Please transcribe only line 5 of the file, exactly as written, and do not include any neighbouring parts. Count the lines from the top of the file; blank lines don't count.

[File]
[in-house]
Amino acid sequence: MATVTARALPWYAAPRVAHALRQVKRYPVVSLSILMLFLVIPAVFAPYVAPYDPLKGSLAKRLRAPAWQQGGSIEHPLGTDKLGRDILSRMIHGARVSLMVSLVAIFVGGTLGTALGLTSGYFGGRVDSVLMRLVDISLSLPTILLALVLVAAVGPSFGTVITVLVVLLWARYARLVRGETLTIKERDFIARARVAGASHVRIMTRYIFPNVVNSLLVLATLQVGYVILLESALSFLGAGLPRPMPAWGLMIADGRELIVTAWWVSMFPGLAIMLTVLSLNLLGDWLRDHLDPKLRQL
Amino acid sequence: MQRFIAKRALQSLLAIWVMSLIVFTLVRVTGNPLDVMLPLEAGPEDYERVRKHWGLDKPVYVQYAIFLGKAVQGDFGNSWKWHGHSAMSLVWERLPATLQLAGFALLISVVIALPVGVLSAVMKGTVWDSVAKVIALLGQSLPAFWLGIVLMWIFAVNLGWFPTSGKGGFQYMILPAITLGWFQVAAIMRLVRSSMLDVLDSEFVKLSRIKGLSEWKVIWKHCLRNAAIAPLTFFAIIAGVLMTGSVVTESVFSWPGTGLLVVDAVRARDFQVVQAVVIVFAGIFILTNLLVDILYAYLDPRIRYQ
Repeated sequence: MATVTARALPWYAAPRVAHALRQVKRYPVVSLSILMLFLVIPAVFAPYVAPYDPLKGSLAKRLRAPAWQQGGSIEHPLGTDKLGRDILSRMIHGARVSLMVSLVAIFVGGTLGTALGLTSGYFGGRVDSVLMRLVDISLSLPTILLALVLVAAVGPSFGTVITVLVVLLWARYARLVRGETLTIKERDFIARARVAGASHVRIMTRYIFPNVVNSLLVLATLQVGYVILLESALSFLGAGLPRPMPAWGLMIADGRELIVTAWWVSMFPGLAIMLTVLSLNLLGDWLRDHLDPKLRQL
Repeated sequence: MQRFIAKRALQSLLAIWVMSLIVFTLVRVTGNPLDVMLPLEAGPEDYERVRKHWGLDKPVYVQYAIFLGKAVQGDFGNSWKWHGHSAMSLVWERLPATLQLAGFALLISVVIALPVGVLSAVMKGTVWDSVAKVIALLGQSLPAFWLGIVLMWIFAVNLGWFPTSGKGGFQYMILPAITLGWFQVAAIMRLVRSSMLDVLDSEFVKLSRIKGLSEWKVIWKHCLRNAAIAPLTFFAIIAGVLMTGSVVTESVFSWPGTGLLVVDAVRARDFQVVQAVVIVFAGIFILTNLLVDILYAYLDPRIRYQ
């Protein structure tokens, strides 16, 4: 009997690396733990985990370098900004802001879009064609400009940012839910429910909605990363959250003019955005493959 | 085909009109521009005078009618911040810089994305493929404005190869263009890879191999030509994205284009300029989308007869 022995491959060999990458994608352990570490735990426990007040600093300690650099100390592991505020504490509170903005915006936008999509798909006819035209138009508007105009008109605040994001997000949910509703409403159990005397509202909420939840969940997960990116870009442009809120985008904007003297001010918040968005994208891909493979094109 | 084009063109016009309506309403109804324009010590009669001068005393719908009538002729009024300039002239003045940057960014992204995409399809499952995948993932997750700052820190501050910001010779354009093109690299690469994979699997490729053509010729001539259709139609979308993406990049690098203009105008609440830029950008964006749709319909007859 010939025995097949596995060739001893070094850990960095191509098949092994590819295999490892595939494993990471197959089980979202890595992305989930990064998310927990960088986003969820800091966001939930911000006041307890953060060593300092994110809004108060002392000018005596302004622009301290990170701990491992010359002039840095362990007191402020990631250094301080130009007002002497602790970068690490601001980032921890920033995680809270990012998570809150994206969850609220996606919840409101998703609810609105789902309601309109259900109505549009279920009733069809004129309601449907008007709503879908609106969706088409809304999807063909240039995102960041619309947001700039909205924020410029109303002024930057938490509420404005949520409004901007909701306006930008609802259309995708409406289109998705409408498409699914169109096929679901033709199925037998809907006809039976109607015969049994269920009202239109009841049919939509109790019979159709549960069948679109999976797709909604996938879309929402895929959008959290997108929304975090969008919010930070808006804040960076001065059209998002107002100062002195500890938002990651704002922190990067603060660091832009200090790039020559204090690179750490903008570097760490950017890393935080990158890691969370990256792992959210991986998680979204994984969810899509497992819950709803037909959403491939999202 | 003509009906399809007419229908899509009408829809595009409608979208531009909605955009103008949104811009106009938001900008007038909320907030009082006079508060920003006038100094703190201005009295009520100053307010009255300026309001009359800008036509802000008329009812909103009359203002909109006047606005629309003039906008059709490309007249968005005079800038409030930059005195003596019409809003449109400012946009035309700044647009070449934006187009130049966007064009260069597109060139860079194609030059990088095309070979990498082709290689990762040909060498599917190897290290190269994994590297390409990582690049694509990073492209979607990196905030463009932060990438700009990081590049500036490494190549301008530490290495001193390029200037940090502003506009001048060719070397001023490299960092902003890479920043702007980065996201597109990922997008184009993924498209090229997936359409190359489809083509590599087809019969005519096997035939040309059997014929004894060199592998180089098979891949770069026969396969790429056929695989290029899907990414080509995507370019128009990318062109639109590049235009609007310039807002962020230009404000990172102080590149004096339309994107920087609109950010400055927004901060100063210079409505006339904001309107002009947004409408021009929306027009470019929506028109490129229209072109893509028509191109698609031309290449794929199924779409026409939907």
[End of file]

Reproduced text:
Repeated sequence: MQRFIAKRALQSLLAIWVMSLIVFTLVRVTGNPLDVMLPLEAGPEDYERVRKHWGLDKPVYVQYAIFLGKAVQGDFGNSWKWHGHSAMSLVWERLPATLQLAGFALLISVVIALPVGVLSAVMKGTVWDSVAKVIALLGQSLPAFWLGIVLMWIFAVNLGWFPTSGKGGFQYMILPAITLGWFQVAAIMRLVRSSMLDVLDSEFVKLSRIKGLSEWKVIWKHCLRNAAIAPLTFFAIIAGVLMTGSVVTESVFSWPGTGLLVVDAVRARDFQVVQAVVIVFAGIFILTNLLVDILYAYLDPRIRYQ